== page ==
Having worked with students with disabilities for nearly 10 years in Wake County Public Schools, I have learned a thing or two about students with special learning needs.
I have learned that they may not look or think like the average school-aged student, but they do learn, albeit at their own pace. I have learned that some of the most disabled students have some of the most profound thoughts. I have learned that my students always have just as much to teach me as I them.
Unfortunately, my most recent lesson has been one of the hardest, and it has taken me some time to accept. Our newest education reform push to test kids and rank them by their proficiency scores is leaving some of our students behind. It becomes especially troublesome when it comes to students with specific learning disabilities.
Schools give students quarterly and yearly assessments in reading, math and science (depending on grade levels) beginning in second grade, and we will add first-graders to that list this year for the quarterly assessments. We give students these tests on their grade levels, regardless of what the data teachers collect in their classrooms say about how these students are performing.
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Now before homing in on the notion that a lot of this testing is because there are students academically below their grade level, students are not on grade level by current standards for a wide variety of reasons. As an educator, I feel it is my responsibility to change that, but that discussion is for another day.
The problem is these students do learn and make growth, but it is difficult to capture that growth using tests above their level. It’s like being given the bar exam your first year of law school and handed a proficiency score judging how well you know law.
There are so many problems that arise from this practice, but here are a few I feel most strongly about:
• It teaches these already struggling students to dread any kind of test. Many of my students cry during testing times, exhibit extreme anxiety or completely emotionally shut down, worrying that this test will be the one that shows whether they pass their grade. As a teacher, it is gut wrenching to watch; it almost feels emotionally abusive.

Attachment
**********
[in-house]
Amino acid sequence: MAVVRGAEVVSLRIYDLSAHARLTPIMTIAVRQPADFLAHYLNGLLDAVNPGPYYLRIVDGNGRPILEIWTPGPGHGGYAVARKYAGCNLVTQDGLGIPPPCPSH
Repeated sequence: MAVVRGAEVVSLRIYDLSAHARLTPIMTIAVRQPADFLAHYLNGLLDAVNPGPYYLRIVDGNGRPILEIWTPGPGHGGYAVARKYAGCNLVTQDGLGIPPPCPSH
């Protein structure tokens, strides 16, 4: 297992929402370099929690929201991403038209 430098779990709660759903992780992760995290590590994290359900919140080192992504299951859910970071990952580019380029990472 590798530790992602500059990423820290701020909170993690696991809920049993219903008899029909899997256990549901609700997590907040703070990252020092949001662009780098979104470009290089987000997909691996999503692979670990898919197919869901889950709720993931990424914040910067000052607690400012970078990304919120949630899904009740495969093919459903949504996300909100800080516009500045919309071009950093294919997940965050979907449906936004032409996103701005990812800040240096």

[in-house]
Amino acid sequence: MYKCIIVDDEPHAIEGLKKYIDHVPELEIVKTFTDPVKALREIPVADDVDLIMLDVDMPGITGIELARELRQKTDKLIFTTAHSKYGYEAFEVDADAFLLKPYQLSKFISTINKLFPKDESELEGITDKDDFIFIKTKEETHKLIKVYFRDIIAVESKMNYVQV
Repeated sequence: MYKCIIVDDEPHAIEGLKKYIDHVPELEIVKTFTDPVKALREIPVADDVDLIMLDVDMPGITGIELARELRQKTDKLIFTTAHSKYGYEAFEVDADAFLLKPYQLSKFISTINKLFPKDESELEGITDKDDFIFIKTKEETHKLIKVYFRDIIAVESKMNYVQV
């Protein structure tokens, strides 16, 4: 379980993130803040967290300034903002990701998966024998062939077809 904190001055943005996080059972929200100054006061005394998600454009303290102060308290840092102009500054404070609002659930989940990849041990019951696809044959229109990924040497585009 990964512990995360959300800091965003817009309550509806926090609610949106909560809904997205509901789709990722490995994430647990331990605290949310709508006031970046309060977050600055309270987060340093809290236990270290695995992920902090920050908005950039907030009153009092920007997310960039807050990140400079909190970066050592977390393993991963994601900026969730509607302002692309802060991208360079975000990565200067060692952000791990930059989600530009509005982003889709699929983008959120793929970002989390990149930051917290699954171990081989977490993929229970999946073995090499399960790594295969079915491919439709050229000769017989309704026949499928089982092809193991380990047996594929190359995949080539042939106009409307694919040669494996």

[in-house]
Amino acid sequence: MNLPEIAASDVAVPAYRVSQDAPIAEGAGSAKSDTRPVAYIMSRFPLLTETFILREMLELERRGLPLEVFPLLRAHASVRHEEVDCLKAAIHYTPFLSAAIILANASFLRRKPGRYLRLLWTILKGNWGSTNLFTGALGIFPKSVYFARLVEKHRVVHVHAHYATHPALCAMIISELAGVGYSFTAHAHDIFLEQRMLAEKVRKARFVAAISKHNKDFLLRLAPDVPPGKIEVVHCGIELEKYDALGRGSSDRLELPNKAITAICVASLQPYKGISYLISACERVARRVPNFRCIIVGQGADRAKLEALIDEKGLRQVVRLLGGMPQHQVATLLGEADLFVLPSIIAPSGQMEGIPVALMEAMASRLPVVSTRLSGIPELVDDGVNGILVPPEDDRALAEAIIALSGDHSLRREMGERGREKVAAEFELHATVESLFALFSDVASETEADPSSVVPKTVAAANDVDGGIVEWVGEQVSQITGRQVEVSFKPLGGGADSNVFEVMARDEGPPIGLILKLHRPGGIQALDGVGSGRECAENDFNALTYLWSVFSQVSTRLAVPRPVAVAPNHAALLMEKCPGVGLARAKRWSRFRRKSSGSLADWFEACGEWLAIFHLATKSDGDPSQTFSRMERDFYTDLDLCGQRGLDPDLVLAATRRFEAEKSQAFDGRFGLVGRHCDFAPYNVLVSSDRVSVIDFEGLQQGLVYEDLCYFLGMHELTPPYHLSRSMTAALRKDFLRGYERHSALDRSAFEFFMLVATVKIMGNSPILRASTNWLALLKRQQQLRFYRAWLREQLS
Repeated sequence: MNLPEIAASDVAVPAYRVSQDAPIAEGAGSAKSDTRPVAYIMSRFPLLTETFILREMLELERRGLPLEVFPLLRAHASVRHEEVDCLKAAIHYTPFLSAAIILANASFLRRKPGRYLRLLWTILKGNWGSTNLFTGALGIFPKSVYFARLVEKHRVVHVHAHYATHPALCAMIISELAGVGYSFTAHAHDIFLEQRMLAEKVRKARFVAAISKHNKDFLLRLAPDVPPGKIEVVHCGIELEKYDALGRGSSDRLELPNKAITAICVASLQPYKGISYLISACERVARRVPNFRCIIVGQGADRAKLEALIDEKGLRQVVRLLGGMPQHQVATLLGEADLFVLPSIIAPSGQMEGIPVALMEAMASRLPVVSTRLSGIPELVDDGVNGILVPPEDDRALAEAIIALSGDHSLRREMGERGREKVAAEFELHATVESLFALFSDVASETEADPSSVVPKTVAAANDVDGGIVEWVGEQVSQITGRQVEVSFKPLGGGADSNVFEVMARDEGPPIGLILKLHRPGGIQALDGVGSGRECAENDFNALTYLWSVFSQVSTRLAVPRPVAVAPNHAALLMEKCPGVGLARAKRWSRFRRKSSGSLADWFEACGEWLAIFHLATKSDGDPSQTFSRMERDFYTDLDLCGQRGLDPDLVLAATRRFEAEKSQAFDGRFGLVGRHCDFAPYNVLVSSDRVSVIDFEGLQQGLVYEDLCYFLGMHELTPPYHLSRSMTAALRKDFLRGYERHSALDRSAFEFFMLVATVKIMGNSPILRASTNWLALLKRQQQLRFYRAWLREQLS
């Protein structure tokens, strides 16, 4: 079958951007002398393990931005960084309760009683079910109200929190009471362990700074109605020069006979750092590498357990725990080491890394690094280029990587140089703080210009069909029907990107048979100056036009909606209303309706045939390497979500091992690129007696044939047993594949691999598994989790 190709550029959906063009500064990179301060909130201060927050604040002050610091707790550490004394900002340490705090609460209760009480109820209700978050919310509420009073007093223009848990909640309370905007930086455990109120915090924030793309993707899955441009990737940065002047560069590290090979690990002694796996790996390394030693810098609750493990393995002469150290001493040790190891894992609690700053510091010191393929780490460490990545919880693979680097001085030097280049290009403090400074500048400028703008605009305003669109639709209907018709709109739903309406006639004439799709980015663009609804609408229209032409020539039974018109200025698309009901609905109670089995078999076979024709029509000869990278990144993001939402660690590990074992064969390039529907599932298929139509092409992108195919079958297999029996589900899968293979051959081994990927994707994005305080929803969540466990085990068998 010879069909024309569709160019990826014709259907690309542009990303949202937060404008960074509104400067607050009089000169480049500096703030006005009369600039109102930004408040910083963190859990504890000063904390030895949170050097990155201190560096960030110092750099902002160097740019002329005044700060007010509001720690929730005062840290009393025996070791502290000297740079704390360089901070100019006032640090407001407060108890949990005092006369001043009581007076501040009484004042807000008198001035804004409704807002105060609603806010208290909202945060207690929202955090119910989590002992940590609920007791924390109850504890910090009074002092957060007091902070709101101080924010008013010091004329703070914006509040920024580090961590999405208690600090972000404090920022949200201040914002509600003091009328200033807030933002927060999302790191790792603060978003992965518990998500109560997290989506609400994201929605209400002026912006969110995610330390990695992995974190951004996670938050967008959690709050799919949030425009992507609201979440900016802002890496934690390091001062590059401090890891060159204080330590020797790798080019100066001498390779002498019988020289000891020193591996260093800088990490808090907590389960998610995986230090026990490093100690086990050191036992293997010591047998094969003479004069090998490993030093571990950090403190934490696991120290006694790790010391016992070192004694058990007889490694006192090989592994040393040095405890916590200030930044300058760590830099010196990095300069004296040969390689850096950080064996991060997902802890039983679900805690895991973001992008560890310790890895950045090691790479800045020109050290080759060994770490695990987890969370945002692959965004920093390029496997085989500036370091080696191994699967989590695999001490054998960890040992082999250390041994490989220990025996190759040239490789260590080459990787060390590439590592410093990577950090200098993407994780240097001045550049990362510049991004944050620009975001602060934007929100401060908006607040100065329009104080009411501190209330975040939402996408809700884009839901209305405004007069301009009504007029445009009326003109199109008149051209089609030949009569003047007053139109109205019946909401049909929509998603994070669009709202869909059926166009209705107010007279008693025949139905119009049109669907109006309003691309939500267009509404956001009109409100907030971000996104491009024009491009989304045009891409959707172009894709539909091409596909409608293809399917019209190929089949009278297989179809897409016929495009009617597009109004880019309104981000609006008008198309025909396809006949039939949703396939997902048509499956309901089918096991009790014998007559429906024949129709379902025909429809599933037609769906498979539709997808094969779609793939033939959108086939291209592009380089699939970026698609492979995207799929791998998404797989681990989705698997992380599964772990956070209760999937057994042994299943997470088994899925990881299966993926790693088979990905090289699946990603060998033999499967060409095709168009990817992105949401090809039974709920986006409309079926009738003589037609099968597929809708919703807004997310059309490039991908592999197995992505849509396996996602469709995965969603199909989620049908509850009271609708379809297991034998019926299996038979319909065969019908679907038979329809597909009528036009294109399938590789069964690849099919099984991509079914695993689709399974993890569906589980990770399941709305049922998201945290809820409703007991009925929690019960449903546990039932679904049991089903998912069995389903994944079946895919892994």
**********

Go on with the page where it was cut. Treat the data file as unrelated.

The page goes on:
• It tells us relatively little about what the student does and does not know. It does tell us that the student is not “proficient” with grade level standards, but hopefully that would have been established well before being given these tests. Again, teachers are rather savvy when it comes to understanding their students’ needs.
In addition, you can probably guess which subgroup of students rarely shows proficiency. That’s right, the students with disabilities group. Every year, teachers across the state look over testing results, all showing low scores for their students with disabilities. Never mind that it’s a bit of a set-up for these kids. We already determined that they were struggling academically. That’s how they were identified as learning disabled in the first place.
What’s concerning is that when we constantly remind everyone how “low performing” a group of people is, people start to believe it. They start to question how much time should and shouldn’t be spent working with that group. And when you are dealing with underfunded, high-needs schools like the ones we teach in, right here in North Carolina, guess who looks more like a liability and less like the group who really can learn given the right tools and experiences?
It is this unconscious judgment call that scares me the most. When you are constantly given preposterous student-to-teacher ratios, no textbooks, no assistants and other cuts to just about every section of the education budget, you cannot possibly meet the needs of all of your average performing students, not to even mention those with learning disabilities. You are forced to put your limited resources where you feel they will make the most difference.
These are choices no one should ever have to make. I fear what kind of society we will become if we continue to let standardized testing results sway our judgment about children’s intrinsic worth.
Jessica Benton lives in Raleigh.